Third parties contribute to 1000% increase in finance sector cyber-crimes

Cyber-attacks reported in the UK financial service sector went up 1,000 percent since 2017, with third-party failures involved in 21 percent of incidents.

The UK’s Financial Conduct Authority (FCA) has recorded 819 cyber-crime incidents in 2018, a ten-fold increase from 69 incidents in 2017, according to data obtained by accounting consultants RSM. 

Retail banks have topped in the incident list (486), followed by wholesale financial markets (115) and retail investments (53). Third-party failure has caused 21 percent of the incidents reported, hardware or software issues were behind 19 percent of cases.

In an email to SC Media UK, Peter Carlisle, sales VP at nCipher Security, attributed the rising numbers to mandatory reporting of any form of cyber-incident to the authorities. "While the stringent regulatory landscape means better reporting on data breaches and cyber-attacks, it has also led to greater awareness across the industry, encouraging firms to proactively spend on security measures such as encryption and hardware security modules (HSMs)," he told SC Media UK.

Connected devices being targeted by criminals have increased the number of incidents, said Chris Hodson, EMEA CISO at Tanium. "Financial services firms must have visibility over all their IT endpoints – laptops, servers, virtual machines, containers, or cloud infrastructure –  and maintain basic security hygiene practices, such as ensuring standard secure configurations on all devices, applying patches in a timely manner and improving the speed at which companies identify and respond to attacks," he told SC Media UK.

The focus should not be on the number of cyber-incidents in this report, but on the major cause of these incidents, said Ross Brewer, EMEA VP at LogRhythm. "Over a fifth of incidents are caused by a third party failure: a weakness in the supply chain." 

The complexities of running a multinational financial services firms have saddled these businesses with a broad and complex supply chain. "From third-party suppliers to white label clients, each connection with another business is a potential point of weakness, and it's something cyber-criminals are more than willing to exploit," Brewer told SC Media UK. 

The FCA, in its report ‘Cyber security - industry insights’ in March 2019, urged the companies to have a deep understanding of their supply chain. "Understand the connectivity between and dependency on partners. Adopting the view that you only need to be concerned with suppliers limits the ability to think wider about third party risk," the report said.

Data breaches at companies such as Best Buy, Sears, Kmart And Delta in 2018 were executed through vulnerabilities within a third-party chat app.

Digital transformation has turned banks and financial institutions practically into technology companies, said Chris Miller, UK & Ireland director at RSA Security. "Most money that circulates in the world now is electronic, not paper form. While this shift has created a number of efficiency and security gains, not to mention improvements in customer experience, it also creates new digital risks," he said. 

However, many organisations are still trying to deal with these risks using old methods, with risk and compliance teams sitting separately from IT and security teams, he noted. Management changes was listed as the cause of 18 percent of cyber-related incidents that happened in 2018.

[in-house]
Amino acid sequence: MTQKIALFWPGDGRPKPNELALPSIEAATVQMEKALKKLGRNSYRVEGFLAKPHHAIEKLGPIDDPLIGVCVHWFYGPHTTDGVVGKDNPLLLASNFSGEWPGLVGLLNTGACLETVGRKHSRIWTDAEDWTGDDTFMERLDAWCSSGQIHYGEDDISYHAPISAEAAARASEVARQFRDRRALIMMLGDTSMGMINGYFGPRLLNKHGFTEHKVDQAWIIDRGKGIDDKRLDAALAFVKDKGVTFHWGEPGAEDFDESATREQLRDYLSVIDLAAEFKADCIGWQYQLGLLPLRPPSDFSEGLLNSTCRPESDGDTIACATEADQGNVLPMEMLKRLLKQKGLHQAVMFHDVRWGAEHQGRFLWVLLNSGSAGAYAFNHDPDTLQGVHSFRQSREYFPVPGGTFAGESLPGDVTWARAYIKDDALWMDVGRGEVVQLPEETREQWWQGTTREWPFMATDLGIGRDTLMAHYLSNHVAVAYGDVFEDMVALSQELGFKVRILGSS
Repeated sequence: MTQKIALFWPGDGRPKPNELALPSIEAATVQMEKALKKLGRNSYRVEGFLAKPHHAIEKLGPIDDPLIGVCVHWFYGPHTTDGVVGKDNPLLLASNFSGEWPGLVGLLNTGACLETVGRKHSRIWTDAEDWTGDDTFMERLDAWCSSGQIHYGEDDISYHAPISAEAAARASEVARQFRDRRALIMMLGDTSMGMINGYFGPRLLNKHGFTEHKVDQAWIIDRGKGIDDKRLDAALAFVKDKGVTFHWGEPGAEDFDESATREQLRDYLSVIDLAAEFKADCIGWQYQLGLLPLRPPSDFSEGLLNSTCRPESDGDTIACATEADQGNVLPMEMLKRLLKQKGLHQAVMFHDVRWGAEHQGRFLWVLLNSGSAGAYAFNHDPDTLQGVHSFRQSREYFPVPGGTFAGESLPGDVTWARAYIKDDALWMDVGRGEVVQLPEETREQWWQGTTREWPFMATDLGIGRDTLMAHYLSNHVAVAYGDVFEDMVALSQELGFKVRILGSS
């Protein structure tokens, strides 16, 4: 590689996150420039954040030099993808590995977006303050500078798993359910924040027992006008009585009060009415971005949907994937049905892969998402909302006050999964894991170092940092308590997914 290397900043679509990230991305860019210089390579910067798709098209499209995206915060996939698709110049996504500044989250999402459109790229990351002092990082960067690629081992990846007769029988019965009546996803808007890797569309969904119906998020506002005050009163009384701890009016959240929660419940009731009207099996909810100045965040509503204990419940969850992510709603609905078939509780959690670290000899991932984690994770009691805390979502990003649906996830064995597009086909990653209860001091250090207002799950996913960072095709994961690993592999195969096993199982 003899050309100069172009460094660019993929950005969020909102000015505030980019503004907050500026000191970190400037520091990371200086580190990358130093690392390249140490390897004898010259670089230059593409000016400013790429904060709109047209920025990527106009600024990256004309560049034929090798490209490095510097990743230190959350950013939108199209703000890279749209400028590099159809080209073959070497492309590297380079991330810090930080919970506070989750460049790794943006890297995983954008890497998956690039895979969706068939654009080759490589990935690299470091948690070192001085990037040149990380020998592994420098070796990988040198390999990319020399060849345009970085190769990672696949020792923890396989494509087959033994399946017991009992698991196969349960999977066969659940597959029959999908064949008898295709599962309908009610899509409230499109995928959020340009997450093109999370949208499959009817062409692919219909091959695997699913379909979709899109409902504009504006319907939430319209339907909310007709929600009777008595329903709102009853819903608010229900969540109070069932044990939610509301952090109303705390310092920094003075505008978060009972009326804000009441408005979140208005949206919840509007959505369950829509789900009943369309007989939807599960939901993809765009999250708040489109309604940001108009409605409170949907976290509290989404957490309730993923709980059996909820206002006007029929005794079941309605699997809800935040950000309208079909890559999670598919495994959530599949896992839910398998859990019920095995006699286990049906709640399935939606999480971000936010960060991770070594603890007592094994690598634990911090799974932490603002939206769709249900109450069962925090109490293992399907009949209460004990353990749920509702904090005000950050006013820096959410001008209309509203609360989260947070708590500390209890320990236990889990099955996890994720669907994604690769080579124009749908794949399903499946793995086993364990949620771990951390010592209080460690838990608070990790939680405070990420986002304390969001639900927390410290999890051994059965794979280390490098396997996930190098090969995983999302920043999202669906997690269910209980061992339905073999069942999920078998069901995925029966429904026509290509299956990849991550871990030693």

"Our recent study found that over a quarter (28 percent) of UK CIOs and CISOs said that departments and business leaders work in silos, leaving them with a lack of visibility and control over IT operations," said Tanium’s Hodson. "This has directly affected the business, with the majority (83 percent) having found out that a critical update or patch they thought had been deployed had not actually updated all devices, leaving the business exposed as a result."

Paul Hampton, senior product manager at Thales added: "On the positive side regulation like GDPR is seemingly making firms in the industry be more transparent and ultimately take responsibility in their approach to cyber-security. Without a need to be completely transparent, financial services organisations could previously rest on their long-held reputation of keeping customers safe and secure, but now we’re going seeing if the reputation is up to the test of public scrutiny."

Most incidents happen because someone makes a mistake, not because someone is mounting a targeted cyber-attack, pointed out Anna Russell, VP at comforte AG. "More than 40 percent of the incidents are caused by factors that are outside the control of the impacted organisation. Based on these numbers, it is obvious that organisations need to implement new ways to protect their data as traditional perimeter defence is not sufficient anymore," she told SC Media UK. 

However, boosting the defence budget is no guarantee for a reduction in cyber-crime in the sector, according a to a report on cyber-crime by sector body UK Finance. "It isn’t simply a question of spending more money on more robust security systems: banks alone spent £281 billion on IT in 2016, and financial services firms already spend three times the amount that non-financial organisations do on cyber- security," said the report titled ‘Staying ahead of cyber crime’.

"With the number of attempted cyber-attacks only set to increase as attackers become more and more sophisticated, company-wide visibility and control of digital assets is the only way to truly stop cyber-attackers firmly in their tracks and ensure resilience against business disruption across financial services firms," said Hodson.

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